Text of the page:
HALIFAX — The defence lawyer for a Halifax cabbie who was acquitted of sexual assault in a decision that has drawn a storm of public criticism says his client is an innocent man who is being pilloried unfairly and racially stereotyped.
Luke Craggs says in an emailed news release that 40-year-old Bassam Al-Rawi was found not guilty by Judge Gregory Lenehan for legitimate reasons, including a lack of forensic evidence of sexual activity.
“Many persons have loudly vilified Mr. Al-Rawi. Those most eager to vilify Mr. Al-Rawi seem to be the least eager to gather accurate information,” Craggs said in his release Monday evening.
Craggs said that a large portion of public discussion has perpetrated the “grotesque stereotype” that Al-Rawi’s Arab race and Muslim religion mean he is prone to sexually assault a vulnerable woman.
Also Monday, the Nova Scotia Criminal Lawyers Association issued a statement saying criticism of Lenehan’s “partiality, competence, and his qualifications … is unfounded and undermines the discussion that is needed to address the prevention of sexual assault.”
“Most importantly, he is fair. He is the type of person that any reasonable, informed member of the public should want as a judge.”
Al-Rawi was charged after police found the woman, in her 20s, intoxicated, unconscious and partially naked in his car in the early hours of May 23, 2015.
A police constable testified during the trial that she saw Al-Rawi shoving the woman’s pants and underwear between the front seats during the arrest. At the time of his arrest, Al-Rawi’s seat was partially reclined and the woman’s legs were resting on the back of the front bucket seat.
Al-Rawi’s pants were undone at the waist and his zipper was down a couple of inches. Evidence of the woman’s DNA was found on Al-Rawi’s mouth, but the bodily substance couldn’t be identified.
Lenehan said the evidence was concerning, and that the officer was correct to arrest Al-Rawi because “any reasonable person” could believe that Al-Rawi was engaging in or about to engage in sexual activity with a woman who is incapable of consenting.
However, he said in his oral decision that the Crown provided no evidence on whether or not the woman consented to sexual activity.
He said for Al-Rawi to be convicted the Crown had to show beyond a reasonable doubt that Al-Rawi not only touched the woman in a way that violated her sexually, but that it was done without her consent.
Lenehan said a person is incapable of consent if they are unconscious or are so intoxicated that they are unable to understand or perceive their situation.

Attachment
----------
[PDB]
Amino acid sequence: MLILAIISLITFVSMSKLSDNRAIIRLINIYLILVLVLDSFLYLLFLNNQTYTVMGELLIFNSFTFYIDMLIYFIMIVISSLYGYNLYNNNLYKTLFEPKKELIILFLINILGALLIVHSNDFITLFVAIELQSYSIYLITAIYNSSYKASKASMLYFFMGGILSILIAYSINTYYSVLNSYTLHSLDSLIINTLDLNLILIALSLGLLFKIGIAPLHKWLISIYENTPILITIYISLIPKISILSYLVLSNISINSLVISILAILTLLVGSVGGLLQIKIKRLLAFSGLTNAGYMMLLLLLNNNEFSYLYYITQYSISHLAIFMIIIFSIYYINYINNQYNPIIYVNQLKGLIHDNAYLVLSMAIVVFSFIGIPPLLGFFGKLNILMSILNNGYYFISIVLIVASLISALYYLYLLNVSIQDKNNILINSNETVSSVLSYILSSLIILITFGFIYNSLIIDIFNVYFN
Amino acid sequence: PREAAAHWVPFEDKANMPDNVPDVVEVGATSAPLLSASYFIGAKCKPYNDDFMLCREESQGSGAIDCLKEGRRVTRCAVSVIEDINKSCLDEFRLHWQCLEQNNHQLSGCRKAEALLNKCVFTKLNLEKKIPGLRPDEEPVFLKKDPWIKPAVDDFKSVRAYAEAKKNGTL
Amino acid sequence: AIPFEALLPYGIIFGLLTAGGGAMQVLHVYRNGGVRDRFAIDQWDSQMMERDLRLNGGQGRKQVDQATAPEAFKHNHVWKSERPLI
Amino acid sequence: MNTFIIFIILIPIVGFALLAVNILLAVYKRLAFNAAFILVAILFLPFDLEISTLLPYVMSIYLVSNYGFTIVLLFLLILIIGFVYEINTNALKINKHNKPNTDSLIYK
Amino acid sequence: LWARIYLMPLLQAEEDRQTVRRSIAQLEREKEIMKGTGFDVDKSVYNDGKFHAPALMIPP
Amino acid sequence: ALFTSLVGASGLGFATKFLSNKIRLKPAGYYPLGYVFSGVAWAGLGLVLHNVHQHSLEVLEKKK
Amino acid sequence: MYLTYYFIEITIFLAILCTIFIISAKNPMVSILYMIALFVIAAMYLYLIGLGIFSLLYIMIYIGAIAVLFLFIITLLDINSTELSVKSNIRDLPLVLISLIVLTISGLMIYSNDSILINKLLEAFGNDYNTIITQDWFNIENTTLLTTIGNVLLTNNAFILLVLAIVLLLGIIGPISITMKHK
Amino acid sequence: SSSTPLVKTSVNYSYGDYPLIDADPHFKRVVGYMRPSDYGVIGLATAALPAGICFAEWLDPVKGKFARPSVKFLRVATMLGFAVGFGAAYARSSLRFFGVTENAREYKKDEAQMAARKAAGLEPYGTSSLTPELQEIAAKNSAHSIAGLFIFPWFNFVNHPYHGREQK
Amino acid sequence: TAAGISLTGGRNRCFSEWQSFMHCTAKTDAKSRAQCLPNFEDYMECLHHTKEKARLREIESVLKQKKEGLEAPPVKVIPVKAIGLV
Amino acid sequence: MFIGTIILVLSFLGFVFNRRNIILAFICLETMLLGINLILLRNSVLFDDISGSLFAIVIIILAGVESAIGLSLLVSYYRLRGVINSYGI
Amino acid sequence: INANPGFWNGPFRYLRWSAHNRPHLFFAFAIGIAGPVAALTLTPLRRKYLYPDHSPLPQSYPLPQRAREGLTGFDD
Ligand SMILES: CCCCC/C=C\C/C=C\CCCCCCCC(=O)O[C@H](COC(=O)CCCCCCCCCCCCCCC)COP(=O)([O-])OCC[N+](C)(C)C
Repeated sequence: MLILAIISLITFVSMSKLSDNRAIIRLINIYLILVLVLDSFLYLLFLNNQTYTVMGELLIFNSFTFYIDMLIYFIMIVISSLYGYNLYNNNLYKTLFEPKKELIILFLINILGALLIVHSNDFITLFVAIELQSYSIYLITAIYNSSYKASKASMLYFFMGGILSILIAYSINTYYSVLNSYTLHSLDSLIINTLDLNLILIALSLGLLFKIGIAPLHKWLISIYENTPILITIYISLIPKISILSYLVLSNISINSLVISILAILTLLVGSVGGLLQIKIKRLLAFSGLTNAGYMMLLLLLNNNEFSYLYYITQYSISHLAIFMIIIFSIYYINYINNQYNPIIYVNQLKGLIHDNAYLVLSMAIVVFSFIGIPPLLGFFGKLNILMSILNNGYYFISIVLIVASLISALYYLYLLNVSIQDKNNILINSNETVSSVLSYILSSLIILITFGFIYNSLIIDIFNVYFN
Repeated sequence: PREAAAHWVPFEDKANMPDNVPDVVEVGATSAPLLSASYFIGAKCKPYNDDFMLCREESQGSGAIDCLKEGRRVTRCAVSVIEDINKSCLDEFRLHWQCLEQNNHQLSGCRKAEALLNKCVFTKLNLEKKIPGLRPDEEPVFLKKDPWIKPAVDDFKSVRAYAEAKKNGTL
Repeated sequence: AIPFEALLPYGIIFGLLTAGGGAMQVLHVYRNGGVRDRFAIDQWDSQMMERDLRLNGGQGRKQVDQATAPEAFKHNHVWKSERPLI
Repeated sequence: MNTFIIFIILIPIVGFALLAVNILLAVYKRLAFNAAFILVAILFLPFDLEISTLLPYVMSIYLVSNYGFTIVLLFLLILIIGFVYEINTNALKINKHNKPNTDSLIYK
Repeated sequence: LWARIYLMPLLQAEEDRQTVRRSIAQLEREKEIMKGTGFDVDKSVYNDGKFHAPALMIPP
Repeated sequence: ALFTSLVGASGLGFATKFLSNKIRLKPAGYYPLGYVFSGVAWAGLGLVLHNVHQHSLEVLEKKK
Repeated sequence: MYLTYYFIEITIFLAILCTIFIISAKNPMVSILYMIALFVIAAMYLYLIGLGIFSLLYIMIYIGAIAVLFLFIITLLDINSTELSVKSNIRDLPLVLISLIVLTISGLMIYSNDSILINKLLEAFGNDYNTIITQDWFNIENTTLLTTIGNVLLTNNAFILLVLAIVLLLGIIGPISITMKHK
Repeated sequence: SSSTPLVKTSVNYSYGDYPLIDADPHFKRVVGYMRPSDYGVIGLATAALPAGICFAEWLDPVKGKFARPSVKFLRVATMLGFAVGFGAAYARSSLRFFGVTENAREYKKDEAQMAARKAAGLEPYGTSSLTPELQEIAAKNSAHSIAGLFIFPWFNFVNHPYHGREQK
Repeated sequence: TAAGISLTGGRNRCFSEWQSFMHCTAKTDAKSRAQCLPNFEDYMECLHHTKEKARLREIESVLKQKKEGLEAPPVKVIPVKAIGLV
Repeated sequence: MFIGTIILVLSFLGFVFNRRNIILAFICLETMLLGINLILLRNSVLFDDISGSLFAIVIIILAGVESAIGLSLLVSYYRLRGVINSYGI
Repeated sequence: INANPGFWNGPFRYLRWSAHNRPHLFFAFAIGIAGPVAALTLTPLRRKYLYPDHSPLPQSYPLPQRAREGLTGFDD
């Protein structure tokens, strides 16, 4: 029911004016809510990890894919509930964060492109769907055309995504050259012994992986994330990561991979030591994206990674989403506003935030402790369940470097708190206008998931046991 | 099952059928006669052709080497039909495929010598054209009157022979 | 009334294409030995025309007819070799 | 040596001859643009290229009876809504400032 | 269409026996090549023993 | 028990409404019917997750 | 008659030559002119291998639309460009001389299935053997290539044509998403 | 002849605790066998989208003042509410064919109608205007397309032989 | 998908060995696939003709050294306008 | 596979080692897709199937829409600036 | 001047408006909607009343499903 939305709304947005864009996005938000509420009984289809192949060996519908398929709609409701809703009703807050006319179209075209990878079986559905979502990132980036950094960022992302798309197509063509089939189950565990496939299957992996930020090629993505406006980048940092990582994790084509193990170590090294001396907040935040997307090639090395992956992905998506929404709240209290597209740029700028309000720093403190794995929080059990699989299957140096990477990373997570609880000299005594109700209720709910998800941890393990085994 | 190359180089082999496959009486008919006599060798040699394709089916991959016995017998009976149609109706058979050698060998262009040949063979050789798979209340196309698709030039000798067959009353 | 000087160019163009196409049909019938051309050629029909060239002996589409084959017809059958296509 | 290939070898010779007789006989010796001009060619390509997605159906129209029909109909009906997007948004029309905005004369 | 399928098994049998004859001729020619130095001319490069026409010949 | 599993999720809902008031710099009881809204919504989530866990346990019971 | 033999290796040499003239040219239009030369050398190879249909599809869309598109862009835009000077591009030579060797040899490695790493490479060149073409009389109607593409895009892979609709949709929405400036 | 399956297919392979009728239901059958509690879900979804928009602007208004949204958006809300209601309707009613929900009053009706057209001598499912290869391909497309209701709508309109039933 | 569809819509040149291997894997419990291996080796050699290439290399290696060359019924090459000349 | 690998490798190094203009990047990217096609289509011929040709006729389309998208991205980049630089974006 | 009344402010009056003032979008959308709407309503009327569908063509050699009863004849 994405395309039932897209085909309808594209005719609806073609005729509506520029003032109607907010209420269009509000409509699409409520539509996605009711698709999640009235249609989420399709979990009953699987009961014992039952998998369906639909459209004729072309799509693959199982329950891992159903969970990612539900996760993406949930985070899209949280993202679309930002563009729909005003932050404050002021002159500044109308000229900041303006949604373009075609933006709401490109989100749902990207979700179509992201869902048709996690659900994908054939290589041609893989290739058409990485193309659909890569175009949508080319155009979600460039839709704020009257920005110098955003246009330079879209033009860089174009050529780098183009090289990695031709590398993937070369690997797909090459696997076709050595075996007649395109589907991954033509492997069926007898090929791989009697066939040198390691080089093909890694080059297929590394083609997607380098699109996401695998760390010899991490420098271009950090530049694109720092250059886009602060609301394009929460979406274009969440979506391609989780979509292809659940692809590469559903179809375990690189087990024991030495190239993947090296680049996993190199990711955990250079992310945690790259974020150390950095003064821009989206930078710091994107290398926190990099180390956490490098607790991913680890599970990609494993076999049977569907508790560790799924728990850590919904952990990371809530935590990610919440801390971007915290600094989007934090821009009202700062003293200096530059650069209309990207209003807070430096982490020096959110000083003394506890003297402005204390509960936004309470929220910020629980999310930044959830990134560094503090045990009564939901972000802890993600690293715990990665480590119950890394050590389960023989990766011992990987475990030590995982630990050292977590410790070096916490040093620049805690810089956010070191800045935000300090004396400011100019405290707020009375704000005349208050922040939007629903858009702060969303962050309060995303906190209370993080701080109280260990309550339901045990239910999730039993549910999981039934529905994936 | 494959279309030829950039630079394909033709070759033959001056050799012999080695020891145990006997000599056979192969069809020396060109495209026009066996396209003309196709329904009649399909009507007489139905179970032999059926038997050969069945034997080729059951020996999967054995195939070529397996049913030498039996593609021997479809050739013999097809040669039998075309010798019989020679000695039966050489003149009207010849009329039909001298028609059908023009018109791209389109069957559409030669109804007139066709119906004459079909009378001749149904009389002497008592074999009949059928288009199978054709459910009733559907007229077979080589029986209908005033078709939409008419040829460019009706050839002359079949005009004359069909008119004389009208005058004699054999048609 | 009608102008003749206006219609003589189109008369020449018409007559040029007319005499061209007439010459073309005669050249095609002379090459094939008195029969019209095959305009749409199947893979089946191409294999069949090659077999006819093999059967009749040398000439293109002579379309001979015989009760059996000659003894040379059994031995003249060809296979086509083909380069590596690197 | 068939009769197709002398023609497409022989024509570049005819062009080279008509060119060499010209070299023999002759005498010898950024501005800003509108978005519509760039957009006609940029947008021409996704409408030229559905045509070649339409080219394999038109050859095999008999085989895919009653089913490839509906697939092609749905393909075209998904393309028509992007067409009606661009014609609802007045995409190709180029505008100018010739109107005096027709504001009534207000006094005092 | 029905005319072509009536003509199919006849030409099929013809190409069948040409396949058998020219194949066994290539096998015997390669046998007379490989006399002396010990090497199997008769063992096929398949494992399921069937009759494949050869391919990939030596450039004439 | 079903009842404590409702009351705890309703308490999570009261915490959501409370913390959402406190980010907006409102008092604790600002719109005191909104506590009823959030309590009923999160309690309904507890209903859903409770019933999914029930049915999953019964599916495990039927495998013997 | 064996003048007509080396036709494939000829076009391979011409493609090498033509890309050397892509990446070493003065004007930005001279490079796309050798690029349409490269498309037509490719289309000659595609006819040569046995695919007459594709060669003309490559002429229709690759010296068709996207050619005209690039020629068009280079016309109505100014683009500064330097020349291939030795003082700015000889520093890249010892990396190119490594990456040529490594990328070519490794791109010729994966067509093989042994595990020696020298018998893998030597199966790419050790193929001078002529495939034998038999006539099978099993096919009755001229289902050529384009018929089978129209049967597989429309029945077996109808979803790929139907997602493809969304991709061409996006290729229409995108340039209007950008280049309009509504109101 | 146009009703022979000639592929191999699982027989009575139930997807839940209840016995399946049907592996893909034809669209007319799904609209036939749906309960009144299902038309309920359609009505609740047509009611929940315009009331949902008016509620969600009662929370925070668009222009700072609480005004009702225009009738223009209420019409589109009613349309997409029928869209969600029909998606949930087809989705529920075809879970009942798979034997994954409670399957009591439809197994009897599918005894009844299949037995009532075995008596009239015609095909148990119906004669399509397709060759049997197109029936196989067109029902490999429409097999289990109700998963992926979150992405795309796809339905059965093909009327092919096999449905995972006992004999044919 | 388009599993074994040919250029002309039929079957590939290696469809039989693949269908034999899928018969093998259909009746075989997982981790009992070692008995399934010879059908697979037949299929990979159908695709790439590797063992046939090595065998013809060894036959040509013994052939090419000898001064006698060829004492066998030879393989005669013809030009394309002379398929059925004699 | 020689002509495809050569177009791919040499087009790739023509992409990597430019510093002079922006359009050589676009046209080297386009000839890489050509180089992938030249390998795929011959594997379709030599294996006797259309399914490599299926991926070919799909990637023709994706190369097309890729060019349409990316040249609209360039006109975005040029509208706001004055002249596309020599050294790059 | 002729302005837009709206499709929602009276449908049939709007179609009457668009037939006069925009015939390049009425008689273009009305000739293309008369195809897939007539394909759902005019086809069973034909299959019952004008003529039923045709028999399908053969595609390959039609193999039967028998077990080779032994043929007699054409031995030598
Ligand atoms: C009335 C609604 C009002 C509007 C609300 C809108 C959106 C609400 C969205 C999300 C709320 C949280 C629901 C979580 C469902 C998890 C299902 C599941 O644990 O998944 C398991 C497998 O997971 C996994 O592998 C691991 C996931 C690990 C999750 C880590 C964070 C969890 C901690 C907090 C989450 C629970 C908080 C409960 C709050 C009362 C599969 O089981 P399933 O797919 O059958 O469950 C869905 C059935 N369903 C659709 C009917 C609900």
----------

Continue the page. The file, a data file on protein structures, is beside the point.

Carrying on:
“This does not mean, however, that an intoxicated person cannot give consent to sexual activity,” he said. “Clearly, a drunk can consent.”
That comment prompted condemnation of the judge by some citizens, a critical news release from sexual assault centres across the province, and anger from the woman at the centre of the trial.
The woman told The Canadian Press in an email Monday that Craggs’ defence of his client amounted essentially to a restatement of Al-Rawi’s defence at trial.
The young woman didn’t attend court on the day of the decision, and said when she first read Lenehan’s remarks she was extremely angry.
“It was impossible for me not to take it personally, and in general I wouldn’t want anyone in that position to be labelled a drunk or to be told that being drunk made them not credible,” she said.
Craggs said in his news release that trained sexual assault nurses carefully examined the woman and Al-Rawi’s DNA was not found on her. “In fact, this examination found no evidence of any sexual activity, consensual or otherwise,” he wrote.
“The fleeting gratification of this uninformed public pillorying carries real world consequences for both Mr. Al-Rawi and informed public discourse,” he wrote.
The woman in the case said she won’t be attending a protest planned for downtown Halifax on Tuesday, but is grateful it’s happening.
“Now that everyone is showing their rage, that makes me feel better,” she said.
Crown spokeswoman Chris Hansen said if there is an appeal it will be based on legal errors in Lenehan’s decision, not the public outcry.
“We don’t appeal a decision just because we don’t like it, we don’t appeal a decision because it’s not a popular decision in the public realm. It has to be based on an error in law.”